Iron ore miner Fortescue Metals Group has reported a solid rise in half-year profit today but also disclosed an expected jump in costs and delays to its ambitious expansion strategy in the Pilbara.
The Perth-based company said its underlying earnings (EBITDA) were up 15 per cent to US$1.51 billion (A$1.42 billion) for the half-year to December 2011.
Its net profit was up by a much stronger 155 per cent to US$801 million though that increase was inflated by a large accounting write-down in the prior half-year related to refinancing costs.
Chief executive Nev Power described the results as the “foundations of a watershed year” for the group, as it pursues rapid expansion.
However, the company said accomodation limitations within Port Hedland - which stem from several exporters pursuing simultaneous expansion projects - have become more severe and resulted in a requirement for an additional investment in housing.
The restricted accomodation together with remedial works from cyclone Heidi has moved the scheduled completion of a fourth shipping berth back from the December 2012 quarter to the March 2013 quarter.
The cost of this change plus the accomodation investment is estimated to be US$200 million, which the company is hoping to absorb within project contingencies.
The impact of cyclone Heidi has also seen the company lower its production guidance for the three months to end-March from 13.75Mt to a range of 13Mt to 13.5Mt.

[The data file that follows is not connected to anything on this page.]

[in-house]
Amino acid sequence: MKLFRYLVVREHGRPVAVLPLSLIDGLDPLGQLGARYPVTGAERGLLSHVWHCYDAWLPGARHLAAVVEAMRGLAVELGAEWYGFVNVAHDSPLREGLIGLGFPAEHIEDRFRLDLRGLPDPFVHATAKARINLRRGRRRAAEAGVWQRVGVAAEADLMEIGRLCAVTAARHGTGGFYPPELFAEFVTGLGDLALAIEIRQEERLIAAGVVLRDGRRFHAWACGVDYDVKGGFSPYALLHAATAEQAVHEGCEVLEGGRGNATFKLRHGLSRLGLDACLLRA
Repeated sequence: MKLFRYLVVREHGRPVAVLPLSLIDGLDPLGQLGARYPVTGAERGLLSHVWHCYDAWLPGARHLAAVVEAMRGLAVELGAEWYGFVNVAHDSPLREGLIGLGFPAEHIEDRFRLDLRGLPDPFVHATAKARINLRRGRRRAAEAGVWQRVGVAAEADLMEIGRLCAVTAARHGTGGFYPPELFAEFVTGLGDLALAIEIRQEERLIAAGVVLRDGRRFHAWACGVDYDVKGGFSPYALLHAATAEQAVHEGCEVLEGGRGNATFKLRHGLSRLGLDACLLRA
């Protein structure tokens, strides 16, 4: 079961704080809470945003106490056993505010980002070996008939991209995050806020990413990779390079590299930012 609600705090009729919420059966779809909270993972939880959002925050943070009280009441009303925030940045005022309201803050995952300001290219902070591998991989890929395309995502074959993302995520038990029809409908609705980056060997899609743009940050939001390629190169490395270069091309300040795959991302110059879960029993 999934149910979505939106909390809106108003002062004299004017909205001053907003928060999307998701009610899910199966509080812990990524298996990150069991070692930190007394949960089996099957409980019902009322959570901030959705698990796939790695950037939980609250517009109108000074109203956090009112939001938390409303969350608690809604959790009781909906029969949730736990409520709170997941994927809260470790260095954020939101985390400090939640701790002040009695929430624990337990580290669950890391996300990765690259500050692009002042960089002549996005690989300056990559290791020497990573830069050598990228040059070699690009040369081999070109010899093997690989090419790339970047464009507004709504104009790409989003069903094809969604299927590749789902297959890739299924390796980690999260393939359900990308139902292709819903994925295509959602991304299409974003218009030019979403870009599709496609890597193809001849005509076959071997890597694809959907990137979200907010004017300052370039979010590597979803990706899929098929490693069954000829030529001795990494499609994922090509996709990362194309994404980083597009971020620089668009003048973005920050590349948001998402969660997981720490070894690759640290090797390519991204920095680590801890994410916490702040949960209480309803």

The cyclone in early January forced the closure of Port Hedland harbour and dumped over 400 millimetres of rain across Fortescue's mining areas, the company said.
“Heidi caused some damage and disruption right across our mine operations and construction sites,” Mr Power said in a conference call.
“Having said that, we are confident of fully recovering to our guidance of 55Mt for the full-year in the June quarter.”
Morningstar analyst Mathew Hodge said the result looked weaker than expected on first impression. The firm had forecasted Fortescue to deliver net profits of $US983 million.
“Revenue was nearly US$200 million below forecast, accounting for the majority of the difference,” Mr Hodge said.
“Expenses – excluding depreciation and amortisation – were also about US$120 million greater than anticipated.
“This result, coupled with a downgrade in forecast third quarter production means our full-year 2012 net-profit after-tax forecast is likely to decline.”
Meanwhile, Mr Power predicted iron ore prices to remain at about the US$140 per tonne mark and to be reasonably consistent in that range.
“There was some volatility in the October to December period but since then the price has settled down and the market has maintained around the US$140 per tonne level,” he said.
“Short to medium term we don’t see any supply coming in to the market to change those prices.”
Fortescue, which closed the day’s trading on the Australian Securities Exchange almost 1.5% lower at A$5.53, has declared an interim dividend of A$0.04. Last year the company delivered its maiden interim dividend of A$0.03.